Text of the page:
Two local pharmaceutical firms have issued recalls for blood pressure medication after their drugs were found to contain potential carcinogens, the Food and Drug Administration (FDA) said, following similar recalls worldwide.
Taipei-based Synmosa Biopharma Corp (健喬信元醫藥生技) on Friday informed the agency that during a self-screening it had discovered that the active ingredient valsartan in its Vaks 80mg and Vaks 160mg tablets contained N-nitrosodimethylamine (NDMA), a substance suspected to increase the likelihood of cancer, the FDA said in a statement
The valsartan came from Tianyu Pharmaceutical Co (天宇), in China’s Zhejiang Province, and had the batch number 10230-160509, the agency said.
Photo provided by the Food and Drug Administration
The recall, which is to continue until June, affects about 660,000 million tablets produced by Synmosa in three batches, with the numbers B26541, B24691 and B22371, the agency said.
In addition, the FDA said it has found that Tianyu Pharmaceutical’s Valsartan was also used by Synpac-Kingdom Pharmaceutical Co (景德製藥), another Taiwanese pharmaceutical firm, to produce blood pressure medication.
The agency on Friday asked Synpac-Kingdom to recall its Disartan 80mg containing the ingredient, which would affect 577,000 tablets from two batches with the code numbers AGR098 and AGW118, it said.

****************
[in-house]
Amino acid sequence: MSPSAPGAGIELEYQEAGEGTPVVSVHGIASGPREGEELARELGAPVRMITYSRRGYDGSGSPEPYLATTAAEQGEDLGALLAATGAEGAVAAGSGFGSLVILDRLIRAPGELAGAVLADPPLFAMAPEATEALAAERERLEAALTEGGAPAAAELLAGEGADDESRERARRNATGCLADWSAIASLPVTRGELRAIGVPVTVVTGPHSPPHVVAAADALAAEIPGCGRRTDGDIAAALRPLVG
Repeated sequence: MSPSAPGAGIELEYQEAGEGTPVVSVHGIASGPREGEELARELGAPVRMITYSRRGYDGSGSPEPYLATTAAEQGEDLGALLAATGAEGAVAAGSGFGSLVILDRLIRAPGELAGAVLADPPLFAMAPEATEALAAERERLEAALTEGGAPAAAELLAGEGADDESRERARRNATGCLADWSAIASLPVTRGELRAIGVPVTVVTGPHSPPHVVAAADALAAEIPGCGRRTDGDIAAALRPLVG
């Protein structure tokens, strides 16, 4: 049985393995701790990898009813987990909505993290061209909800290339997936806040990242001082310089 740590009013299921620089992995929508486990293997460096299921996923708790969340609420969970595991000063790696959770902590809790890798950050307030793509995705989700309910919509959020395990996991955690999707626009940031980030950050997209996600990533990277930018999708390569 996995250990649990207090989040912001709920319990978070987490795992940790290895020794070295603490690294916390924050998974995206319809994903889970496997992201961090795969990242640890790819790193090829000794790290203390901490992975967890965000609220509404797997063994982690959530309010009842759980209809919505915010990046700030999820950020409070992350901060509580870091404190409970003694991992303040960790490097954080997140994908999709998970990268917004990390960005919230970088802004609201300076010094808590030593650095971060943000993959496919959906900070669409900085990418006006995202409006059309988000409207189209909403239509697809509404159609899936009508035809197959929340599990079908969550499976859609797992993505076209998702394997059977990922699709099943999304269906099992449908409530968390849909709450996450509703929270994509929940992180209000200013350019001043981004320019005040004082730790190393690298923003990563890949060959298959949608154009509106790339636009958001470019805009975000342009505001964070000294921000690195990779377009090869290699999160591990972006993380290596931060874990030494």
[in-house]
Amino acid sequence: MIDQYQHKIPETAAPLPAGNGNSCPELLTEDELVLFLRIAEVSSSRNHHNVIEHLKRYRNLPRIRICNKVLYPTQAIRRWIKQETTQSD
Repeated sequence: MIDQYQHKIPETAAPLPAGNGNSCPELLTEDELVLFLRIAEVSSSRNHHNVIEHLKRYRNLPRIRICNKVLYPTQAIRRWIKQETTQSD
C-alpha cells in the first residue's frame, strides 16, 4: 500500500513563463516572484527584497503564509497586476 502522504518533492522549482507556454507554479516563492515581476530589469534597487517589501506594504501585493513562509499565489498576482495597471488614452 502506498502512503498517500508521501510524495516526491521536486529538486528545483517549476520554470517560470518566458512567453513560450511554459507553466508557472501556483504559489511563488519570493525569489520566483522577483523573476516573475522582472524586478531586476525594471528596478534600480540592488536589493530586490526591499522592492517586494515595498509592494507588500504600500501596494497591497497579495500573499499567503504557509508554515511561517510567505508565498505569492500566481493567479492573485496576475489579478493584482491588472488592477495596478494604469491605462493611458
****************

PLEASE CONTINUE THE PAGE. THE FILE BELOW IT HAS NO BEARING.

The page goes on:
The two firms aim to complete the recall by March 15, the FDA said.
The incident is the latest among several cases worldwide in which potentially tainted blood pressure medication has been recalled.
The US Food and Drug Administration in July and August last year announced recalls of blood pressure drugs containing valsartan that were contaminated with NDMA or a similar impurity, N-nitrosodiethylamine.
All of the recalled products had ingredients made in India or China.
FDA division head Hung Kuo-teng (洪國登) in December said that when the agency first heard of the potential problems in July, it began checking blood pressure drugs on the local market and asked drug makers to screen their own products for impurities.
The EU in summer and fall last year also launched global recalls of drugs after discovering that the valsartan they contained, which came from India, was contaminated, Hung said.
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